Age is always relative. The same 35-year-old who is barely old enough to run for president in the political world might be viewed as a washed-up old geezer in the baseball world. So when we talk about some old dudes on the baseball scene in this week's edition of "The Cycle," nobody's suggesting they're too old to accomplish great things in the world at large.
The Machine runs off floppy disks. That's how long Pujols has been around this game. And his health issues had greatly hindered his production his first couple years with the Angels.
But going back to May 26, the 35-year-old Pujols has a .340/.419/.806 slash line with 15 homers, 30 RBIs ... and just five strikeouts. He's reaching out and crushing offspeed pitches and pitches on the outside part of the plate the way he did in his Cardinals heyday. And however long it lasts, it's been a joy to watch.
"He's a presence," Angels manager Mike Scioscia said. "Talk to the players who saw him in St. Louis all those years, and this is Albert. We've seen glimpses of it. Right now, we're seeing what he can do."
Here are four other players in the 35-and-older crowd getting it done:
Mark Teixeira, Yankees
Tex signed that eight-year, $180 million contract before his age-29 season and had one truly outstanding season in pinstripes -- his first. It was 2009, when he had a .292/.383/.565 slash with a league-best 39 homers and 122 RBIs. Teixeira's next two years saw a regression in consistency, but at least the power was prolonged. And then in '12, his numbers really began to nosedive, to the point that many of us honestly weren't expecting much out of Tex this year.
Granted, the 35-year-old has dealt with neck issues this week, and with age comes those kinds of issues. But Teixeira's .926 OPS, 18 homers and 51 RBIs have been a big boon to the Bronx Bombers, and some of it is attributable to his suddenly renewed ability to produce occasional bursts of power (four homers and two doubles) against lefties.
Alex Rodriguez, Yankees
Look, as Mark McGwire once famously said, "I'm not here to talk about the past." We all know A-Rod made poor choices on the road to 3,000-plus hits, 2,000-plus RBIs and 600-plus homers, and now it's hard to know how to contextualize those achievements.
As far as the present is concerned, though, Rodriguez has been pretty darned productive for a 39-year-old (turning 40 next month) who hadn't played since Sept. 2013. And it's worth noting here that, as a result of his 162-game suspension for 2014, A-Rod became subject to increased drug testing in '15.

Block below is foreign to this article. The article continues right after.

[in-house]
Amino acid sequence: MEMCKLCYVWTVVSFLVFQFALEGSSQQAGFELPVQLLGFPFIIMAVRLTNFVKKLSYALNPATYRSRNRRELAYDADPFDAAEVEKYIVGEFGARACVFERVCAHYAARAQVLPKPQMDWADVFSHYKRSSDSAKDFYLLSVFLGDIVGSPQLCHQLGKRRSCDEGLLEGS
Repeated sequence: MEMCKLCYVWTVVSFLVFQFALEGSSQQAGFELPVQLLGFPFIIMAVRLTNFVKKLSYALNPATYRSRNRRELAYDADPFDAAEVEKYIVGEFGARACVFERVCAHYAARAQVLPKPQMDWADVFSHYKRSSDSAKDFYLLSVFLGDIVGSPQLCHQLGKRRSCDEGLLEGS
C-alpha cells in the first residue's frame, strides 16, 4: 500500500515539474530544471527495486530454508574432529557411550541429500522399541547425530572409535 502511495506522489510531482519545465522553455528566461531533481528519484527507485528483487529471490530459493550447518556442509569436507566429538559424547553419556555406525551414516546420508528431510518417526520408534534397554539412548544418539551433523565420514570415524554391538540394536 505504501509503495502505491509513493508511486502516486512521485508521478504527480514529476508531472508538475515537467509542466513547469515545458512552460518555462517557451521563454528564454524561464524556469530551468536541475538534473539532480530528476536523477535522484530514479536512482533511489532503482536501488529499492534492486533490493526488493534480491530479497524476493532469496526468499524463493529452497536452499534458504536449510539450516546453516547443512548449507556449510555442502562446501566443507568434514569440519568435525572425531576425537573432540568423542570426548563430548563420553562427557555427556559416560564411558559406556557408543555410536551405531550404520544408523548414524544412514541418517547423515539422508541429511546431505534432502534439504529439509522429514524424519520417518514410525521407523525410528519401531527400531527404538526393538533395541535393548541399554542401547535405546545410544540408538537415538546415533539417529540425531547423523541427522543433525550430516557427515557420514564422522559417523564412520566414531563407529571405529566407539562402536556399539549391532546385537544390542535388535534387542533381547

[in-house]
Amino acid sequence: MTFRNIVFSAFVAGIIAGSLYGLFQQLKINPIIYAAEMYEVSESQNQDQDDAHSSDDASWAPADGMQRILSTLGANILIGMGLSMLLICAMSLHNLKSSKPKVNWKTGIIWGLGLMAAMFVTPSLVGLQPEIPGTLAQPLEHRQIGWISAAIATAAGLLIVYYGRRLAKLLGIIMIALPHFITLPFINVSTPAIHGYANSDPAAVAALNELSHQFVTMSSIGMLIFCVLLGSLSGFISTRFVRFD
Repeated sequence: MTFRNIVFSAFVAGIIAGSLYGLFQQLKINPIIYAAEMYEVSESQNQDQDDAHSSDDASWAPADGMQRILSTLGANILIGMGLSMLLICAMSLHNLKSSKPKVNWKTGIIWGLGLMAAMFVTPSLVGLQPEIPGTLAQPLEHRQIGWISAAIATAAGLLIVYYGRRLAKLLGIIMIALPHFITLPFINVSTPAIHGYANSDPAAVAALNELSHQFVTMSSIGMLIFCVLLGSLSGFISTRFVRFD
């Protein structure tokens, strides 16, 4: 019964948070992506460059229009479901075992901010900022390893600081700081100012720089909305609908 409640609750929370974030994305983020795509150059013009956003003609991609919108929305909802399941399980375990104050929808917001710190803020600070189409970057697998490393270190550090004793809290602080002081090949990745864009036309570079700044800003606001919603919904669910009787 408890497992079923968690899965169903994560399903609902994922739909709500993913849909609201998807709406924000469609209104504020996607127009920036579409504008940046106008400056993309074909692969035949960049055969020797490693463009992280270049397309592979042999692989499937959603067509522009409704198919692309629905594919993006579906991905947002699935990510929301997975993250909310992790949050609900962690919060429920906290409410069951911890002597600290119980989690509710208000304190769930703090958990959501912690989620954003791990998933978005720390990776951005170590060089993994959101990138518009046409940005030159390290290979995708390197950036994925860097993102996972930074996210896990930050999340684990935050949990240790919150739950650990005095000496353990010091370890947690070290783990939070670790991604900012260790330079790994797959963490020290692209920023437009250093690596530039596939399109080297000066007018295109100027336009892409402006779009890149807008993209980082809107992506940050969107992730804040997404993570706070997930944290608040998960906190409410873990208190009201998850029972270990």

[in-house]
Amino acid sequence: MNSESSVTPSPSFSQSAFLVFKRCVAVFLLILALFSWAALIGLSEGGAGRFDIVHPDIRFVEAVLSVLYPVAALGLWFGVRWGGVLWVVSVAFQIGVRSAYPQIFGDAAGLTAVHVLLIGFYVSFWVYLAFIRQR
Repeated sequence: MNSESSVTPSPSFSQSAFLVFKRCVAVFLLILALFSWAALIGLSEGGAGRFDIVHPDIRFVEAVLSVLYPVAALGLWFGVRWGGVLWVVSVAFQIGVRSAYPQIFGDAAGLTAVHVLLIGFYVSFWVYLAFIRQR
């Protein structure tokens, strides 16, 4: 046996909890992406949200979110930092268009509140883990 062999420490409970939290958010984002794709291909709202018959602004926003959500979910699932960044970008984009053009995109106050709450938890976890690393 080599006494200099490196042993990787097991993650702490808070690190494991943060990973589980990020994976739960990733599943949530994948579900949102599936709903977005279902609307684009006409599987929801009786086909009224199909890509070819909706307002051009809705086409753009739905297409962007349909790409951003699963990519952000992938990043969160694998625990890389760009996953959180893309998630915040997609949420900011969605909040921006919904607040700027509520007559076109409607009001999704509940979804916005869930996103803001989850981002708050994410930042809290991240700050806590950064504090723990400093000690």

So if we can take this year's achievements -- his highest OPS (.929) since 2009, along with 15 homers and 12 doubles -- at face value, there's a lot to like here. Rodriguez has been borderline All-Star Game-worthy, which is a major leap considering he entered spring camp with questions about whether he still had enough life in his bat and body to make the Yanks' 25-man roster.
Torii Hunter, Twins
Even A-Rod thinks Hunter is old. Torii, after all, was born nine days before Rodriguez.
The Twins brought Hunter back for what is expected to be his final big league season on the premise that he'd be a positive clubhouse influence and crank out a few hits along the way. Basically, that's been the case. But in Minnesota's magnificent May -- the club's first 20-win month since June 1991 -- Hunter was one of the hottest hitters in baseball, contributing a .333/.391/.566 slash line with six homers, five doubles and 25 RBIs.
June hasn't been nearly as kind to the Twins or Hunter. In fact, the staying power of the club and the player might very much be interrelated. But there's no doubt that a big key to Minnesota emerging as one of the surprising stories of the first half was Hunter fending off Father Time.
Matt Holliday, Cardinals
This guy has been nothing short of one of the most durable, bankable, consistent producers in baseball, so it's a shame to see Holliday out with a partially torn right quadriceps muscle.
Aside from this current injury issue, though, the 35-year-old Holliday hasn't had much statistical falloff in his 30s, if we put his numbers in the context of his offensive surroundings. From age 26-29, he posted an adjusted OPS+ of 142 -- or 42 points better than league average. In Holliday's age 30-35 seasons, the OPS+ has been at 140. In each of his full seasons with the Cards, he's been good for at least 20 homers and 30 doubles.
Holliday had a .303/.417/.421 slash line before the quad injury.
Nelson Cruz, Mariners
Technically, this is Cruz's age-34 season, if we go off the Baseball-Reference definition. The site considers a player's age as of June 30 to be his age for the season. But Cruz was born on July 1, so, at the risk of offending him, I don't feel bad roping him into the 35-and-older crowd. Cruz, who dislocated his pelvic bone earlier this week (it hurts just typing that), has cooled from his scorching start. But jeez, what a start -- 18 homers in his first 179 at-bats.